The actions cite China's restriction on exports of 17 forms of rare earths, in addition to tungsten and molybdenum. They state that China administers these export restrictions through its ministries, as well as "other organizations under the State Council and various chambers of commerce and industry association." They also state that it appears that China administers the export restrictions and associated requirements and procedures "in a manner that is not uniform, impartial, reasonable, or transparent," and "through measures that are not published."
Karel De Gucht, the EU's trade commissioner, made an even more forceful statement than Obama. "China's restrictions on rare earths and other products violate international trade rules and must be removed," he said. "These measures hurt our producers and consumers in the EU and across the world, including manufacturers. Despite the clear ruling of the WTO in our first dispute on raw materials, China has made no attempt to remove the other export restrictions. This leaves us no choice but to challenge China's export regime again to ensure fair access for our businesses to these materials."
An earlier Design News article on US manufacturing implied by its title that Obama has been timid in taking action to improve US technical manufacturing jobs. I agreed with that view until I read about this WTO action. I don't entirely agree with the conclusion that we should compete with China, where so many jobs have already gone, and not litigate. The whole point of the rare earth issue is that China's stance is making it extremely difficult to compete by unfair restriction of trade. So competition alone is not enough.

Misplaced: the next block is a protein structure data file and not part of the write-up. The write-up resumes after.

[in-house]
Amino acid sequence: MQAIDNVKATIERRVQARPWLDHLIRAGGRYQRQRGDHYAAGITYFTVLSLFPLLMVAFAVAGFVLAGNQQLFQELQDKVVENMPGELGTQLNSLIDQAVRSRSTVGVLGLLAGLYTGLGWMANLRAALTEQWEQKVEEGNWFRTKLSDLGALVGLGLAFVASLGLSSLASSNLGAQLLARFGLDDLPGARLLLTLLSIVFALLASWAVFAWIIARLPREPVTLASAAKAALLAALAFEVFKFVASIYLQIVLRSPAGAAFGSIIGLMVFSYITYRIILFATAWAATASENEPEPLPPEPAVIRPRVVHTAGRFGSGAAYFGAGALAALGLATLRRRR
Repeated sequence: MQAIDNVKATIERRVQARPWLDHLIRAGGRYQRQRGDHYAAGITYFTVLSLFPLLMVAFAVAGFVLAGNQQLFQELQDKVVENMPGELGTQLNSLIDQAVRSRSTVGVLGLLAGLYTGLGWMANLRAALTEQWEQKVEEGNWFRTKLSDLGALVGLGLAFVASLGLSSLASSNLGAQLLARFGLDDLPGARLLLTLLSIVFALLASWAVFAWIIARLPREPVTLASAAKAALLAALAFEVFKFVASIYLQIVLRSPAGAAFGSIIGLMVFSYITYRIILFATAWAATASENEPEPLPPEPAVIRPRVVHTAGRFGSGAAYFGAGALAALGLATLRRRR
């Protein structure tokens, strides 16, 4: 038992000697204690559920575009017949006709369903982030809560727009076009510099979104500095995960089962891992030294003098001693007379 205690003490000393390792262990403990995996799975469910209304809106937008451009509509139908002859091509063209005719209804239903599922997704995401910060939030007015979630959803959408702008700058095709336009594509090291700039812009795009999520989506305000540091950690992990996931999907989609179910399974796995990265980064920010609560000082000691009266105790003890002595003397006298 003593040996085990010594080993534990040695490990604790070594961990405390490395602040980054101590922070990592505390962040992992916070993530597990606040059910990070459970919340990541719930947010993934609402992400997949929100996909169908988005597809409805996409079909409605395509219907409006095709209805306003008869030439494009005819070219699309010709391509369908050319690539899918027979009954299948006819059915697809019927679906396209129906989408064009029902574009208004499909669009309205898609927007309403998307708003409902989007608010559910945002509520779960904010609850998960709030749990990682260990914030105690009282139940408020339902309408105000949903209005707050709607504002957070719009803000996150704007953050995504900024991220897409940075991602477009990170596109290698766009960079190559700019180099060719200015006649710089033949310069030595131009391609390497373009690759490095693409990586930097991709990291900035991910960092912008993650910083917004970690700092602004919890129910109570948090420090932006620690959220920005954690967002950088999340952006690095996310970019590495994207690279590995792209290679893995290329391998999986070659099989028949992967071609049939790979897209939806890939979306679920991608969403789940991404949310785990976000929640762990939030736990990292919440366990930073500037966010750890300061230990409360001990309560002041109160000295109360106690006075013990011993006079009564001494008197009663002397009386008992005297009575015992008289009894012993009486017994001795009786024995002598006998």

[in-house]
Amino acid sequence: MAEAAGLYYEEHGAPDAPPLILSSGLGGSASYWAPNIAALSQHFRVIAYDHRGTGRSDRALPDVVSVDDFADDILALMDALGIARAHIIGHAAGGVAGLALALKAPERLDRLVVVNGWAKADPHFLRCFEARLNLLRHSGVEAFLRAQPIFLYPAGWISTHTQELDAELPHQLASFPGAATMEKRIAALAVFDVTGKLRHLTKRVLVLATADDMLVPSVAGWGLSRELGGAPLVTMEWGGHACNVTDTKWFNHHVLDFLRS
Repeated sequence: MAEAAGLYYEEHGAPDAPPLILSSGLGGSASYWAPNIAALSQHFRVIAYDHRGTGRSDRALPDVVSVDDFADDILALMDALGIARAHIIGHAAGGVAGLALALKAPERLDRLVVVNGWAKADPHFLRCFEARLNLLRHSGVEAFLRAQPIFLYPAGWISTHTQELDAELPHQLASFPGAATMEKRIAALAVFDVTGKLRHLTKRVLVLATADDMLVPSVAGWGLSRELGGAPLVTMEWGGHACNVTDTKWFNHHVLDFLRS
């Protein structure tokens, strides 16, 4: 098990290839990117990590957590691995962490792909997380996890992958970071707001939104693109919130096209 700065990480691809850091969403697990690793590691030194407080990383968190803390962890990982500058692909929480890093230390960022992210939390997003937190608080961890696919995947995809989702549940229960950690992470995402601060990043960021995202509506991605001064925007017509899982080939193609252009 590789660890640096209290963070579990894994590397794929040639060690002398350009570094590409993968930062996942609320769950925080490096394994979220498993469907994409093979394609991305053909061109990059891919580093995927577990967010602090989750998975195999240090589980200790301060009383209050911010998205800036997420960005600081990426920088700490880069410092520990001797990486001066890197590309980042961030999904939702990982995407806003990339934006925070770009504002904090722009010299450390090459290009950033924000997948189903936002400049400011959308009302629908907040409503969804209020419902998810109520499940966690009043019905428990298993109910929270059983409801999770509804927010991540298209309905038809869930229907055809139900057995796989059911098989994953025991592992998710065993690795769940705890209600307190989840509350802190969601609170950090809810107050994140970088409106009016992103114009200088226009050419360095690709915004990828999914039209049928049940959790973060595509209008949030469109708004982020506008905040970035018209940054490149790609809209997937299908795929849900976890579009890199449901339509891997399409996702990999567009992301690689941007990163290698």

Litigation presents an uneasy scenario. The purpose of global organizations such as the WTO are to hold court, in the more old-fashioned, non-judicial sense of talking things out among one's peers. The WTO's description of its settlement process includes the statement that most of its disputes have not gone further than the consultation stage, "either because a satisfactory settlement was found, or because the complainant decided for other reasons not to pursue the matter further." In other words, most of them rarely reach litigation. I hope this one doesn't. But if China refuses to cooperate on the rare earth issue, the US -- and Japan and the EU -- may have to do both: compete and litigate.